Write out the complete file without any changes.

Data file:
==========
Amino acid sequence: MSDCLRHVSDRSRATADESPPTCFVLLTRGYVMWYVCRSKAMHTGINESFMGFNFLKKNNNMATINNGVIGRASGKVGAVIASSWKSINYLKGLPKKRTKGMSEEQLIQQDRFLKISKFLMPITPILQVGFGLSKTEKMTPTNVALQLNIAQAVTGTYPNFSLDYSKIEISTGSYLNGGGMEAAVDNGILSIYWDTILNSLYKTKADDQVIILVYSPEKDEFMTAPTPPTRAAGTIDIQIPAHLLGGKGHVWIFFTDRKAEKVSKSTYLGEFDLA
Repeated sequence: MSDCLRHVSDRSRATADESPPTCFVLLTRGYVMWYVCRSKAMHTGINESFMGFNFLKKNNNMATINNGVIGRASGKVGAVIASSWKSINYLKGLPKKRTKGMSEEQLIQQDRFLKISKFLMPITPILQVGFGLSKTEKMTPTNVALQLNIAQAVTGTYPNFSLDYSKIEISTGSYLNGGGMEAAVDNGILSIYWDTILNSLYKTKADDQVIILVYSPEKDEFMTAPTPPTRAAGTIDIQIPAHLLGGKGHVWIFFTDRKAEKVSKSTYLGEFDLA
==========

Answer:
Amino acid sequence: MSDCLRHVSDRSRATADESPPTCFVLLTRGYVMWYVCRSKAMHTGINESFMGFNFLKKNNNMATINNGVIGRASGKVGAVIASSWKSINYLKGLPKKRTKGMSEEQLIQQDRFLKISKFLMPITPILQVGFGLSKTEKMTPTNVALQLNIAQAVTGTYPNFSLDYSKIEISTGSYLNGGGMEAAVDNGILSIYWDTILNSLYKTKADDQVIILVYSPEKDEFMTAPTPPTRAAGTIDIQIPAHLLGGKGHVWIFFTDRKAEKVSKSTYLGEFDLA
Repeated sequence: MSDCLRHVSDRSRATADESPPTCFVLLTRGYVMWYVCRSKAMHTGINESFMGFNFLKKNNNMATINNGVIGRASGKVGAVIASSWKSINYLKGLPKKRTKGMSEEQLIQQDRFLKISKFLMPITPILQVGFGLSKTEKMTPTNVALQLNIAQAVTGTYPNFSLDYSKIEISTGSYLNGGGMEAAVDNGILSIYWDTILNSLYKTKADDQVIILVYSPEKDEFMTAPTPPTRAAGTIDIQIPAHLLGGKGHVWIFFTDRKAEKVSKSTYLGEFDLA